Can detect the presence and abundance of all RNA molecules, including unknown RNAs;
High throughput, high sensitivity and high resolution;
Requires high sequencing depth and computational power

High-throughput sequencing technology has now become one of the main tools for studying exosomal RNA. Through RNA sequencing technology, the type, quantity and differential expression of exosomal RNAs can be comprehensively and efficiently analyzed to gain insight into the function and mechanism of action of exosomal RNAs in the development of different diseases.

Please read our article Exosomal RNA Sequencing: Introduction, Categories, and Workflow to get more information.

6 Tips to Make Your Exosome RNA-seq Experiments a Success

Exosomal RNA research (miRNA/mRNA/circRNA /lncRNA) involves many technical difficulties, including sample collection, RNA purification, library preparation, sequencing techniques and data analysis.

Exosome isolation techniques, contents, and applications.Exosome isolation techniques, contents, and applications. (Li et al., 2019)

The following are some common technical difficulties and points to consider:

  • Sample collection: The exosomal RNA content is very low and a large number of samples are required to extract a sufficient amount of RNA. Sample collection, preservation, transfer and handling need to be strictly controlled to avoid RNA degradation and contamination. In contrast, conventional methods to isolate exosomes have low specificity and purity, carry a large number of other impurities, as well as hemeproteins that can encapsulate large amounts of miRNA, severely affecting subsequent RNA and proteomics results. Due to the extremely small amount of exosomal RNA and its specificity, conventional RNA extraction and quality control cannot meet the requirements of subsequent experiments. You can read our article General Considerations and Recommends Exosome Sampling and Pre-processing for more details about Exosome sampling.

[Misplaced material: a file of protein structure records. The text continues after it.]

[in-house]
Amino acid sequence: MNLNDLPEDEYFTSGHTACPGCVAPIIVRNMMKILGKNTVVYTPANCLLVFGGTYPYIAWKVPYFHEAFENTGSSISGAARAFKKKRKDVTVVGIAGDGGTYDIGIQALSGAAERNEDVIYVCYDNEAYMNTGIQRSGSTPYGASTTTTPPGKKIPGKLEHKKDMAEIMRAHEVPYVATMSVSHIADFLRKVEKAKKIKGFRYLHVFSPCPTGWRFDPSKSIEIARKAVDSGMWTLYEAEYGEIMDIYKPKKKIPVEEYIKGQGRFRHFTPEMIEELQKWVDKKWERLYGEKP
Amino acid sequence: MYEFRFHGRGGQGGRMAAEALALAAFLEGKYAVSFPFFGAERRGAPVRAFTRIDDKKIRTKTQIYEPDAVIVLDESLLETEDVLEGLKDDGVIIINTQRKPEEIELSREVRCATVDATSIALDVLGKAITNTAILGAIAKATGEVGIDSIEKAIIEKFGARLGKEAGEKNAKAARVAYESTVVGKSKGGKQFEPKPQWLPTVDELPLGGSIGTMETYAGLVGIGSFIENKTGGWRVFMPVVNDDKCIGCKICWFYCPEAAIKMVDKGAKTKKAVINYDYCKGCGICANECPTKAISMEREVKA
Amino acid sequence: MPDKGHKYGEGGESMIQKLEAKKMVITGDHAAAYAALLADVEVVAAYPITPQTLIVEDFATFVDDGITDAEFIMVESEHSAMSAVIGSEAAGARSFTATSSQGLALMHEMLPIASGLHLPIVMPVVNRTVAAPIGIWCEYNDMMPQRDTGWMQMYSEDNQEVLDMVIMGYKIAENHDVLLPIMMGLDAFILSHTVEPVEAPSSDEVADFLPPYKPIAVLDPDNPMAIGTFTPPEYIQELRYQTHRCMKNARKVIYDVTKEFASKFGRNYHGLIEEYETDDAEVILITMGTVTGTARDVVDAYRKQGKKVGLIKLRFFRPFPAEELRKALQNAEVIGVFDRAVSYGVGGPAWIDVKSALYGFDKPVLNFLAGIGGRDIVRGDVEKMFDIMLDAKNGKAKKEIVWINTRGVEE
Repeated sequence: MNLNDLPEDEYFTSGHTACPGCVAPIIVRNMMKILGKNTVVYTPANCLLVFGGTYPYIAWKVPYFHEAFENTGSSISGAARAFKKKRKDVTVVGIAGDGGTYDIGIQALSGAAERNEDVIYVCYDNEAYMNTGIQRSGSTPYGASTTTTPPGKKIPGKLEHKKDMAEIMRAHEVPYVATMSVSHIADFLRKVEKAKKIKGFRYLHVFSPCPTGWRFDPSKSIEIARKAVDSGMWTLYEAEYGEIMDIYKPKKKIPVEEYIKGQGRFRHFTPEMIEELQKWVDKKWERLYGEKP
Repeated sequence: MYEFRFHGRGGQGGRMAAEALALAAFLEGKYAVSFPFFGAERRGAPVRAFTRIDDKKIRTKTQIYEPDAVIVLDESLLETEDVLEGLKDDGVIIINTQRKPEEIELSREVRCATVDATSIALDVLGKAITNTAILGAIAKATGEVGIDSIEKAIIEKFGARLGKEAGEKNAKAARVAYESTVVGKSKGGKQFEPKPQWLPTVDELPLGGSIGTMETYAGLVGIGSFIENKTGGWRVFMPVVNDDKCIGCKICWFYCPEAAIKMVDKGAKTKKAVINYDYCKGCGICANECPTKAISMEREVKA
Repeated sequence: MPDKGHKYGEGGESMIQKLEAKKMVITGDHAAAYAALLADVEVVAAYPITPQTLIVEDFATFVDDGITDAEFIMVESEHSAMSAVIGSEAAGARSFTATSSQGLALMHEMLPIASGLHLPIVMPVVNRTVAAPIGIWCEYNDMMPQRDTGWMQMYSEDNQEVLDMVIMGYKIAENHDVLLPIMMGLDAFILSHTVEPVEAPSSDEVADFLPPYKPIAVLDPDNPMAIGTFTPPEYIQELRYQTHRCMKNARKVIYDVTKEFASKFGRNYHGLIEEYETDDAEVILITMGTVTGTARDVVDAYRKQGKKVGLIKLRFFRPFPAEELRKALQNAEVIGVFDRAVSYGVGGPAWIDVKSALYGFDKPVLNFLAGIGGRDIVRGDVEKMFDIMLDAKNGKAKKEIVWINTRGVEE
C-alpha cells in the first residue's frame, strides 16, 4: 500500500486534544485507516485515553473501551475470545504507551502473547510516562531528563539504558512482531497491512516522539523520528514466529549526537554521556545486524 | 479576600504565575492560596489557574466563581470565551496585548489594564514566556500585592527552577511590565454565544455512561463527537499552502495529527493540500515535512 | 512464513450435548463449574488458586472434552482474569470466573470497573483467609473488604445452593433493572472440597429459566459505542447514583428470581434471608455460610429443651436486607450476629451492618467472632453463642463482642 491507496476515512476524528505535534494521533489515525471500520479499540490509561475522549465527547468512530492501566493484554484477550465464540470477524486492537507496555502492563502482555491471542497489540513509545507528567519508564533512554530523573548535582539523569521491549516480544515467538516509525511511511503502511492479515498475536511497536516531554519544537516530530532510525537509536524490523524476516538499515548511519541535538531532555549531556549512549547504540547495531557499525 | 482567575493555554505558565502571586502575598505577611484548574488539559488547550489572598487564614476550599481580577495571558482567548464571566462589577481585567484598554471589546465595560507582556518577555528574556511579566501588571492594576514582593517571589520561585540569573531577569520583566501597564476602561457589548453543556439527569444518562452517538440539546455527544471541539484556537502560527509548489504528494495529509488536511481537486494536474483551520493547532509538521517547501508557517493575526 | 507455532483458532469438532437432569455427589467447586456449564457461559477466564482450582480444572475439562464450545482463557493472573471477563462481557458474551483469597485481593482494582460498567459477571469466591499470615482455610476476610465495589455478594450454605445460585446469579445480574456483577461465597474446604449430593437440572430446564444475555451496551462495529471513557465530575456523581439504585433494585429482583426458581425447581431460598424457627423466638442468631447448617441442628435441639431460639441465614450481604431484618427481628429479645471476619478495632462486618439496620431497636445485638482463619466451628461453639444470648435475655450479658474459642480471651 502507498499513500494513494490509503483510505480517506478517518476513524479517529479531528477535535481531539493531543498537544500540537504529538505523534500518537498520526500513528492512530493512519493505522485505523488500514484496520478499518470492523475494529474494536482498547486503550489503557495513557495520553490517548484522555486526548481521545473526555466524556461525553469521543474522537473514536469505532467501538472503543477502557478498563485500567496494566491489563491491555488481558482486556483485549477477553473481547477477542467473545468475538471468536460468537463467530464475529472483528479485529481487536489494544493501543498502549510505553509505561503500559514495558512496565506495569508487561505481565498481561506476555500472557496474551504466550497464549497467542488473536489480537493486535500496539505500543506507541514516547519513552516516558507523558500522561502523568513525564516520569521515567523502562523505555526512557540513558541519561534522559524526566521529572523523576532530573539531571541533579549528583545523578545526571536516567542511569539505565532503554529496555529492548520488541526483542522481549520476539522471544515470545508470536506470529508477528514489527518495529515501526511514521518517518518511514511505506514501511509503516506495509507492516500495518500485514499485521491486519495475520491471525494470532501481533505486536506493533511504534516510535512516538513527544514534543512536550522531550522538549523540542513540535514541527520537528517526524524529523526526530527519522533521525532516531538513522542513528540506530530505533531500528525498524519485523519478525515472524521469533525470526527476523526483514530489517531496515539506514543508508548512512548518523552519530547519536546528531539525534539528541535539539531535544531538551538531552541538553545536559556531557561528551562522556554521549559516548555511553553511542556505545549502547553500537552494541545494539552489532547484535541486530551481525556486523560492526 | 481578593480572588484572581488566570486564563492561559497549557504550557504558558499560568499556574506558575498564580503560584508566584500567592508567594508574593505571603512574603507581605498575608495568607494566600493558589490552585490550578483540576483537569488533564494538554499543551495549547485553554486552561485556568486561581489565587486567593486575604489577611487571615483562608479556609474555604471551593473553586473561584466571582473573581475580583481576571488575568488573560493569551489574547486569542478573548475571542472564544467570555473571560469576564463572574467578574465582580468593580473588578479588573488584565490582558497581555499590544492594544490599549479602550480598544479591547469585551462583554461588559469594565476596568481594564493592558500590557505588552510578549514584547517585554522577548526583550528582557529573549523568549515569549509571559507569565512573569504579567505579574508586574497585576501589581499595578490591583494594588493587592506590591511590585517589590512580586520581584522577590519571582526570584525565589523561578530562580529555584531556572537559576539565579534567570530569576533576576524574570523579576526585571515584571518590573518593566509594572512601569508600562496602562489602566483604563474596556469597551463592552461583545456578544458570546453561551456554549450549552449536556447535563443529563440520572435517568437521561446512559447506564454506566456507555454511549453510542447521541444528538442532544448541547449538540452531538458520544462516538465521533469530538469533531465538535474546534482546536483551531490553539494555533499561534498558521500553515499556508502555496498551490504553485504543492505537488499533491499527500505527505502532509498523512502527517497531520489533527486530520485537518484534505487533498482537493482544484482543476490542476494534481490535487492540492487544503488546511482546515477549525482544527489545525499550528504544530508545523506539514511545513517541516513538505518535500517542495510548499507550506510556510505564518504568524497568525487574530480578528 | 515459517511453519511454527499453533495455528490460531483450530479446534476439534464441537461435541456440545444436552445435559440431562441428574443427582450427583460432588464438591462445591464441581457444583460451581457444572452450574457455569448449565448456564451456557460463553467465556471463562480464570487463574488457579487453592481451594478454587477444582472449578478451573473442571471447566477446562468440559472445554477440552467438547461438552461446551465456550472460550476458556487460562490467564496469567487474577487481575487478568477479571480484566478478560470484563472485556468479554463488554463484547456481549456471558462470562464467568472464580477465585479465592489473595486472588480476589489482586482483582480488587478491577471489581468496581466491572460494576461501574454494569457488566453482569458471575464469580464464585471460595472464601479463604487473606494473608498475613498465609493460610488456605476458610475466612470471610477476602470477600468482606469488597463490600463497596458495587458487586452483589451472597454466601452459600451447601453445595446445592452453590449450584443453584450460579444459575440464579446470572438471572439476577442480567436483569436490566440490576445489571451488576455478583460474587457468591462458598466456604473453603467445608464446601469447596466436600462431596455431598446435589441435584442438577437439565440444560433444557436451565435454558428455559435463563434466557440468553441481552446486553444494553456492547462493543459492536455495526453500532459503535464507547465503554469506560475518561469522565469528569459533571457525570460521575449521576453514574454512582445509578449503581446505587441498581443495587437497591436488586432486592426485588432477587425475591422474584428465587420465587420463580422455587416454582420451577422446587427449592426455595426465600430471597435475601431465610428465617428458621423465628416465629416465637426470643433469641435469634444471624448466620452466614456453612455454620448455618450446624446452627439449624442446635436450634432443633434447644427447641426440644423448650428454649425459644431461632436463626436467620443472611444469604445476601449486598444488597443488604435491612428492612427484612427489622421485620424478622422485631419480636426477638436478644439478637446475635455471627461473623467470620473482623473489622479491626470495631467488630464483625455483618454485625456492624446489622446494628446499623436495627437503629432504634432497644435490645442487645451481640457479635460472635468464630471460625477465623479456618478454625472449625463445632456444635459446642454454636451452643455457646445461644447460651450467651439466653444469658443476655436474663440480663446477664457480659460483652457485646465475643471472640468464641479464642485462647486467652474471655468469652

• Exosome identification: The International Vesicle Society has strict requirements for exosome identification, emphasizing that exosome identification should include both individual characterization and overall characterization, and that these characterizations are highly demanding in terms of equipment and operation. Currently, the main methods for exosome identification include, 1) observation of the presence of exosome-like structures in the sample by electron microscopy; 2) particle size detection of exosomes, and 3) detection of exosome surface antigen markers by flow cytometry.
  • RNA purification: The purification of exosomal RNA is also a key technical difficulty. Exosomal RNA is present in complex samples, such as plasma, urine, saliva and cell culture supernatants, and requires sample pretreatment and enrichment followed by RNA purification to obtain sufficient RNA quantity and quality. Conventional isolation methods cause physical shear damage and introduce chemical contamination, affecting subsequent functional studies.
  • Research technique: qPCR of exosomal RNA faces the practical difficulties of low nucleic acid quantity, difficult quality control system, and how to select internal and external reference. High-throughput sequencing technology is usually used for exosomal RNA, but different technologies will have different advantages and disadvantages, and the appropriate technology needs to be selected according to the specific research questions.
  • Library preparation: Due to the low content and varying fragment length of exosomal RNA samples, library preparation requires multiple steps of optimization. Conventional library construction methods cannot be adapted to exosomal RNA, resulting in low library quality, low sequencing data comparison rate and biased results; for example, RNA fragment length selection, RNA reverse transcription, RNA amplification, RNA labeling and library purification are required to obtain high quality libraries.
  • Data analysis: Exosome RNA sequencing data processing requires a large number of data cleaning, quality control, comparison and annotation steps, as well as the analysis and interpretation of different types of RNAs, which is also a technical difficulty. Some studies may cause depletion of valuable clinical samples due to lack of experience in clinical sample processing.


  1. Li, Irene, and Barzin Y. Nabet. "Exosomes in the tumor microenvironment as mediators of cancer therapy resistance." Molecular cancer 18 (2019): 1-10.
  2. Jadli, Anshul S., et al. "Inside (sight) of tiny communicator: exosome biogenesis, secretion, and uptake." Molecular and cellular biochemistry 467 (2020): 77-94.
* For Research Use Only. Not for use in diagnostic procedures.